Planet of the Apes — You kind of have to muscle your way past the numerous senses in which it’s very much a product of its times, but once you do, there’s a surprisingly smart and interesting story being told here.

Rosemary’s Baby — It’s kind of a difficult thing to get your head around. The setup and the twist are like something out of a Scream movie and played with just about the same tone, but the film surrounding it is much more serious and atmospheric. It’s paced and packaged so beautifully that it’s easy to miss some of its most fundamental problems — namely that Rosemary, while quite likable and easy to root for, is a stupid, stupid person who does stupid, stupid things. At the same time, there is something genuinely spooky, if not necessarily frightening, about it, and Roman Polanski brings so many abnormally human touches to the proceedings. It’s not structurally different than your average limited-scope horror film, but it nevertheless has a voice all its own.

1969

Butch Cassidy and the Sundance Kid — I’ve only seen this once, and it’s been maybe a year since then. I think I expected to love it a lot more than I did. Nevertheless, it’s still a pretty good movie. The leads have great chemistry and are a lot of fun to follow. And the movie deals with the emotional core subtly and tactfully. The strange point for me was how quiet it is. That’s something I ordinarily like in a film, but here, it’s weirdly hollow. It seems like the story and the presentation are shooting for two different tones. It might be worth revisiting it, though, and seeing if my opinion’s changed at all.

True Grit — It’s decent — once it settles in, the dynamic between the main characters is quite funny and full of life. But the Coen Brothers remake is just so, so much better than it in almost every way — from the characters, to the tone, to the way it doesn’t cut out all the most consequential stuff, etc. The original is fine and has a little more edge than most Westerns from this era, but it still feels kind of samey in the grand scheme of things.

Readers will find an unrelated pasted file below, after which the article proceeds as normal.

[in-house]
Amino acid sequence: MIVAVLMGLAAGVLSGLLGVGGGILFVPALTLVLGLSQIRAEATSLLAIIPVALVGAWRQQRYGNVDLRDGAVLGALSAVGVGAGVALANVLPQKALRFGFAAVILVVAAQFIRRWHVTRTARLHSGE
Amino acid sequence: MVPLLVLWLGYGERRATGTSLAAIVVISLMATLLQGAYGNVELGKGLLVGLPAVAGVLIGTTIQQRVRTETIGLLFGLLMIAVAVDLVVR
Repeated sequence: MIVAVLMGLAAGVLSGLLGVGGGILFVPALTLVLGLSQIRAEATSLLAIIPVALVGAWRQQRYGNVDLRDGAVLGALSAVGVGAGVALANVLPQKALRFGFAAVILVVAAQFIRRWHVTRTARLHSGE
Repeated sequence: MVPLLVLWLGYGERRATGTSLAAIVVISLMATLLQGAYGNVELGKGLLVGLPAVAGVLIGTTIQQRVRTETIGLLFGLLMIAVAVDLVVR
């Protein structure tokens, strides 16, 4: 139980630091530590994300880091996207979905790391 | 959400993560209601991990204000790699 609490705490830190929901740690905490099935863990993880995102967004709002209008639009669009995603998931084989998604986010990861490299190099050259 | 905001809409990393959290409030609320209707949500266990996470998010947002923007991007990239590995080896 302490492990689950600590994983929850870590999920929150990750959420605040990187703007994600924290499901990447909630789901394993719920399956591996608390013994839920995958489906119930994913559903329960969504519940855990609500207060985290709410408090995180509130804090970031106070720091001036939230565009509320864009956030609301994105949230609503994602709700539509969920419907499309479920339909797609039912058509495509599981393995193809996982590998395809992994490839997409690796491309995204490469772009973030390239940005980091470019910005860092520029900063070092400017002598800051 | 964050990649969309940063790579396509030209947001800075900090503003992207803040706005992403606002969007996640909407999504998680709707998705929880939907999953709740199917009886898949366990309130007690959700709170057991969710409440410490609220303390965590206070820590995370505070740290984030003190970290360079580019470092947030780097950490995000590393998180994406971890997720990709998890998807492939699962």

1970

The Aristocats — Meh. Not one of my favorites.

M*A*S*H — I was expecting a little more from it than I got, I think. A small part of me is actually a bit surprised at its acclaim; there’s a shoddiness to the direction that really annoyed me. Between the lighting, the busy shots that do their best to keep you away from the focal point, and the pacing, I found that by the end of the film, I could only name and distinguish three or four characters by sight. Fortunately, those three or four are strong characters, and the film is fairly amusing, albeit a bit heavy on the sexual harassment humor.

Patton — The defining George C. Scott performance for a reason. I would say that this movie actually is a bit too long for its own good, but there are a lot of great things going on in it — not the least of which is a fascinating character study of a man so bluntly patriotic that he became a relentless warmonger.

1971

A Clockwork Orange — I’m…not entirely sure what to say about this one. I mean, I get it. It definitely accomplishes what it sets out to do. I suppose that makes it a good movie. But I sure did feel like I needed a good, long shower after I watched it. It’s possible — probable, actually — that was the intent. But my discomfort relates not solely to the themes but to the presentation itself. Maybe this is one of those things where subtlety or, for lack of a better word, tone-based commentary just isn’t enough for me. It doesn’t present its violence and sex and sexual violence with realistic emotional intensity; it presents it wryly, forcing dissonance with the bright music and strangely cheery tone. I understand the purpose of that direction, and I understand why someone might be drawn to it, but me, personally, I’m just not. It makes me really uncomfortable. The movie’s a classic, pretty much required viewing, but don’t be surprised if I never, ever see it again.

Dirty Harry — My opinion probably isn’t particularly novel — it’s of compelling make but SUPER uncomfortable in this day and age. I do think there’s an argument to be made that the film doesn’t quite agree with Harry Callahan’s philosophy — there are a number of thematic cues that might lead one to read the ending not as Callahan parting ways with the force because he considers it ineffective and immoral but because he realizes he isn’t cut out for it in the world he lives in. If nothing else, it lets that nuance slip in here and there. Still, I can’t imagine the filmmakers had significant doubts about the way the general public was going to read it. It’s an engaging watch; it just has to be viewed within a certain context.

The French Connection — It’s becoming clear to me that the cinematic language of the 70s crime film just doesn’t connect with me the way it apparently does others. I don’t get what most people see in movies like this. I mean, it’s good; there are plenty of solid moments in it. But there’s something flat and lifeless about it, in my opinion. Half of the movie is people surreptitiously following one another in public, without advancing story or character. These just don’t grip me the way everyone says they’re supposed to.